Noplace, Oslo, NO
H60 x W120 x D130 (in.)
Wood, plaster, nylon fabric, electronics
Three sculptures react to the impressions they have while standing in the exhibition space of Noplace in Oslo. They express themselves with the help of light cubes that are incorporated into their bodies. The sculptural bodies sense their surroundings with electronic sensors that detect light changes and vibrations from visitors’ movements in the room and from the interaction with the sculptures.
More documentation at http://noplace.no/fragments/this-is-its-body/
‘This is its body’, said the sculpture, referring to its attachment, ‘his name is Daniel Tollefsen Slåttnes, he controls me and I control him. With help from his psychotherapist, he engages in hours of pain-induced meditation in order to establish a sense of empathy with my colleagues and myself. I am an extension of his mind and body, but by giving me that privilege, he has become as much an extension of mine. The singularity that our attachment manifests is entirely pragmatic, an ironing out of the universe into a one-dimensional plane.
“If you stand on The Moon during a total eclipse of The Earth, you see all the sunsets and all the sunrises, all at the same time”, said one of we three sculptures and a man. We took this sentiment as a mantra on which to base our worldview, a way to see past the fleshy plugs and entangled relationships of ethereally exposed circuits, wires, wood, silicon and meat, of which our common body consists. We wanted to understand the meaning of our extended mind, to indulge in an active externalism that shared pleasure, pain and knowledge in a manner that banished individual ownership of any particular feeling, object or fact.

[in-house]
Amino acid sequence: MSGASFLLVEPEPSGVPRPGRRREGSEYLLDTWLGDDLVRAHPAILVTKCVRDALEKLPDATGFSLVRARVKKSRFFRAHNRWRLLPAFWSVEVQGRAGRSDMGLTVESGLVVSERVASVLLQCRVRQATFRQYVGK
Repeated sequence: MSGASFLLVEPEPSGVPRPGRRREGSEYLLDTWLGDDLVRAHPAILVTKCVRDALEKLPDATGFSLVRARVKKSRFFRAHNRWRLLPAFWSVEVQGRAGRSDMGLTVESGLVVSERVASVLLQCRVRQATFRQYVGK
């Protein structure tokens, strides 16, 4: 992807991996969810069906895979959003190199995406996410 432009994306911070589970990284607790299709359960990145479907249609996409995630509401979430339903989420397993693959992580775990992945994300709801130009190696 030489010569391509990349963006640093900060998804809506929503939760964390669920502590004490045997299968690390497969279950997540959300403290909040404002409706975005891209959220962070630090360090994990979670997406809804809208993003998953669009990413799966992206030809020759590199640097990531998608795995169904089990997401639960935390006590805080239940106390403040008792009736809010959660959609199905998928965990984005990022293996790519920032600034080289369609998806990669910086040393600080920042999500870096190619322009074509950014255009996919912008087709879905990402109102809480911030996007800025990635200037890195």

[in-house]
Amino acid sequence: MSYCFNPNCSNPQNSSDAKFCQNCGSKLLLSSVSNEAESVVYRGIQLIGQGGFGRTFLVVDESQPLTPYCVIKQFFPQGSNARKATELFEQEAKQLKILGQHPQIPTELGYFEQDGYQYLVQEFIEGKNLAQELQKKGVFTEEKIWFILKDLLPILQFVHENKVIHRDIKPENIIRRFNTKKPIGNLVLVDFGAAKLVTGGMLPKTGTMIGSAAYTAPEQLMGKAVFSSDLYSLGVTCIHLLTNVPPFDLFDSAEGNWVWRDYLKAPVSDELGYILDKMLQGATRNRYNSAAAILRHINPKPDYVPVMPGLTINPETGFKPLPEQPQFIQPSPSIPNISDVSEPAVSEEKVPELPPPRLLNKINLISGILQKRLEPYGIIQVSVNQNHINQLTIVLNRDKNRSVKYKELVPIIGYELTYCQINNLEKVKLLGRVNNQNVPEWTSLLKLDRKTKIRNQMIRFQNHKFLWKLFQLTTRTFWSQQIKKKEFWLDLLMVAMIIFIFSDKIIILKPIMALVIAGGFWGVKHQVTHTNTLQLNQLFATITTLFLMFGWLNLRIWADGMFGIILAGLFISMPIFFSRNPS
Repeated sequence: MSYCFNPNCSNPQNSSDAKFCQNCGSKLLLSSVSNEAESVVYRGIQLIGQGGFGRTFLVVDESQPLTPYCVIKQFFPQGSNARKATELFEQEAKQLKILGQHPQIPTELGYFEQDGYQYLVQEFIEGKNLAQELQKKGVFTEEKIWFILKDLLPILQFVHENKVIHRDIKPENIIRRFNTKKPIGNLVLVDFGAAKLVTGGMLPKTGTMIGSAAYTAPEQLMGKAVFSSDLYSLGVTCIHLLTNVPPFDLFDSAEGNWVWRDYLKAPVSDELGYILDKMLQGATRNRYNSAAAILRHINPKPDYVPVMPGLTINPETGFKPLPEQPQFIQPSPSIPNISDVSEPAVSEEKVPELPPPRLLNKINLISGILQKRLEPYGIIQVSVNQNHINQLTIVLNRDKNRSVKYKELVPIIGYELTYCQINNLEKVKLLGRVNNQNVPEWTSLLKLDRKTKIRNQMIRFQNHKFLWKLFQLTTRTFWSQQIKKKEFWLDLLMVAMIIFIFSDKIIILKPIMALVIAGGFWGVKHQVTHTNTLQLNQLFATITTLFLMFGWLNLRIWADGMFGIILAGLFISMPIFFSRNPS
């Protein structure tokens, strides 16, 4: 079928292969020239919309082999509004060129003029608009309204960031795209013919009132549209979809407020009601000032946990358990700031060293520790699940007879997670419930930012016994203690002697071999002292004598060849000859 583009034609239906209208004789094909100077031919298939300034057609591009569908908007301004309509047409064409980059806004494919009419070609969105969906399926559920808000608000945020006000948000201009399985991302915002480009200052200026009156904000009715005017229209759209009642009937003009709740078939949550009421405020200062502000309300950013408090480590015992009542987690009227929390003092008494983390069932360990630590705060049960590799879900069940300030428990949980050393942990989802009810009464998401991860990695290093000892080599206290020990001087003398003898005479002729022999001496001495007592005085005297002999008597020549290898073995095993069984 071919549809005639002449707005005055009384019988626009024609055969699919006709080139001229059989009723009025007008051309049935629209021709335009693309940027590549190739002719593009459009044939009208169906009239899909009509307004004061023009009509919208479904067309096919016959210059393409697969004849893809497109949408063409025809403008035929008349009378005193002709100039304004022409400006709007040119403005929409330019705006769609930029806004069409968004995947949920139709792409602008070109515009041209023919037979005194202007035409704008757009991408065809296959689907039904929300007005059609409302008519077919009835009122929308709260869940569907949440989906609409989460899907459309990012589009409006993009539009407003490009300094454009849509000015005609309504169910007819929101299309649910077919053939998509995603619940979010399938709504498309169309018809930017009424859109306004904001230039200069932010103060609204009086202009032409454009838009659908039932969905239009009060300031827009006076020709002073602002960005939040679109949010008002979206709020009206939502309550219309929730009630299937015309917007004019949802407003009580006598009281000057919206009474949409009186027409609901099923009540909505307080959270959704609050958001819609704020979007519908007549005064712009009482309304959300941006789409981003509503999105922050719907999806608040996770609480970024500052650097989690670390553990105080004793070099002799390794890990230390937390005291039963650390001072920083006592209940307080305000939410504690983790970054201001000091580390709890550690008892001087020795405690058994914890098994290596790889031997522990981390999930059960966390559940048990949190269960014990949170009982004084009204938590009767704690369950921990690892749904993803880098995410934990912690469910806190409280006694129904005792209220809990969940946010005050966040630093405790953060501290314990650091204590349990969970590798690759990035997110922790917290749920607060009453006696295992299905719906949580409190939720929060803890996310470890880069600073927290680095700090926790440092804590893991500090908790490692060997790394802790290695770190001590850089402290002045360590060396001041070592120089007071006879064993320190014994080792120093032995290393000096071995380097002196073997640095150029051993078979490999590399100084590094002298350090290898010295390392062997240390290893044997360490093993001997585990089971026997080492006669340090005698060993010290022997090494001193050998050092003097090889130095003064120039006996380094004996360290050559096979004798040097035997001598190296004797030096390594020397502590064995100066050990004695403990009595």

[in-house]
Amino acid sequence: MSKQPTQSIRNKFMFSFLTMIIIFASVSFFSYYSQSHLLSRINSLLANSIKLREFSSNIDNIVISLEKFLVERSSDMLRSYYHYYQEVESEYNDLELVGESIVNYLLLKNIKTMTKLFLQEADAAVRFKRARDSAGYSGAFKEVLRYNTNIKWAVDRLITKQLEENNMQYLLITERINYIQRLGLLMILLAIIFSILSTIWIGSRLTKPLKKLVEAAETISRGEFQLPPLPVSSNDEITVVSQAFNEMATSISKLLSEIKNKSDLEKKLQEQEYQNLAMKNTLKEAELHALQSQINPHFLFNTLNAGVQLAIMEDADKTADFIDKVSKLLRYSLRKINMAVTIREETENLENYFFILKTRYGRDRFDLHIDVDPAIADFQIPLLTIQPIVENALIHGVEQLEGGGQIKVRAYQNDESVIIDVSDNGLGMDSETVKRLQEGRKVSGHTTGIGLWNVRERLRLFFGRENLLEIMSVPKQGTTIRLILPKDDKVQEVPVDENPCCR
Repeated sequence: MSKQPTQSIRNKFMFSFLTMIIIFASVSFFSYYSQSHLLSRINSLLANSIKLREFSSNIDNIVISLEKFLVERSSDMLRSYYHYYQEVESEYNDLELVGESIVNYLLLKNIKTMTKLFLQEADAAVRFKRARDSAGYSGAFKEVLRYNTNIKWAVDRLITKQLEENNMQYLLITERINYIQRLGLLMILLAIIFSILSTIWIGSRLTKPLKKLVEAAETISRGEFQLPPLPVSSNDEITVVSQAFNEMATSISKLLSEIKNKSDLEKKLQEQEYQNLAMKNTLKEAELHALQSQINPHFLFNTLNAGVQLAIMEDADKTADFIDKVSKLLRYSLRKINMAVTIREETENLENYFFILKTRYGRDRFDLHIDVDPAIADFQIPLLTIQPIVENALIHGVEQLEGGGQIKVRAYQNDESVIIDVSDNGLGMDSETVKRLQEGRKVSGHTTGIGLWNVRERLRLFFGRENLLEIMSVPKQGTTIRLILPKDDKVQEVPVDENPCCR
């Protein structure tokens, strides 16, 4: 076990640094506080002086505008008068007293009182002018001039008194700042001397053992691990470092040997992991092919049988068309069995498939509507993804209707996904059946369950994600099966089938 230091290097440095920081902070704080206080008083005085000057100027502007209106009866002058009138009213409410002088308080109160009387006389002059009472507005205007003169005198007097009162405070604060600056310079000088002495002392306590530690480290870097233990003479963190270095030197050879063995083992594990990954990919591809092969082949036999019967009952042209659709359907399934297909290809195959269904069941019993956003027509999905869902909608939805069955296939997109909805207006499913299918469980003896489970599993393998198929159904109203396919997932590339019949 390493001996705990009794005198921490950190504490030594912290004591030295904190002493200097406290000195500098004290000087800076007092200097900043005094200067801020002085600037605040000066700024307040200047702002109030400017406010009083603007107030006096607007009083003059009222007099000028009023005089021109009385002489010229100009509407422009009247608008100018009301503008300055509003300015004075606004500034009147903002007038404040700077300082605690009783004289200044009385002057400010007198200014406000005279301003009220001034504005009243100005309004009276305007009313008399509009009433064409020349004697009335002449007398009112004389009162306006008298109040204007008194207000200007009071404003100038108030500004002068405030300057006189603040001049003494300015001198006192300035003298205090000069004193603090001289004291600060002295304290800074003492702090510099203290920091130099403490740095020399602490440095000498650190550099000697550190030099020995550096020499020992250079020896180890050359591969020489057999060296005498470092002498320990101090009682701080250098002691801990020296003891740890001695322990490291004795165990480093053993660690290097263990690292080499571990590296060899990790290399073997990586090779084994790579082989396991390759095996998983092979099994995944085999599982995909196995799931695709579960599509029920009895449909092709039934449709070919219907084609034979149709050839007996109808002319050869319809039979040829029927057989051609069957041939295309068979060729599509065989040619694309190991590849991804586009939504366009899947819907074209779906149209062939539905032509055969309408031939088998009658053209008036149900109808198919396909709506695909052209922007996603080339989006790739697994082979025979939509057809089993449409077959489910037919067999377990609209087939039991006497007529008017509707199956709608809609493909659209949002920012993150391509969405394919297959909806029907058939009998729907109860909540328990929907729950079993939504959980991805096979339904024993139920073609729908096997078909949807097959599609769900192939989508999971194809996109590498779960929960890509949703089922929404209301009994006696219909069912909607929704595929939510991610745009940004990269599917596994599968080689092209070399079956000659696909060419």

What happens when no single entity, rather a collective one, carries the burden of moral responsibility; “was there ever such a thing as true altruism?” we asked our self. Did St. Martin cut his cloak in two and give half to the beggar through pious generosity, or was it a selfish and cynical move to get closer to God? Daniel is sharing his digital cloak with us and we ours with him, but it is a cloak that cannot be cut. Like in the virtual world we live in, it can only be copied and shared as a whole.’Exhibition text by Jason Havneraas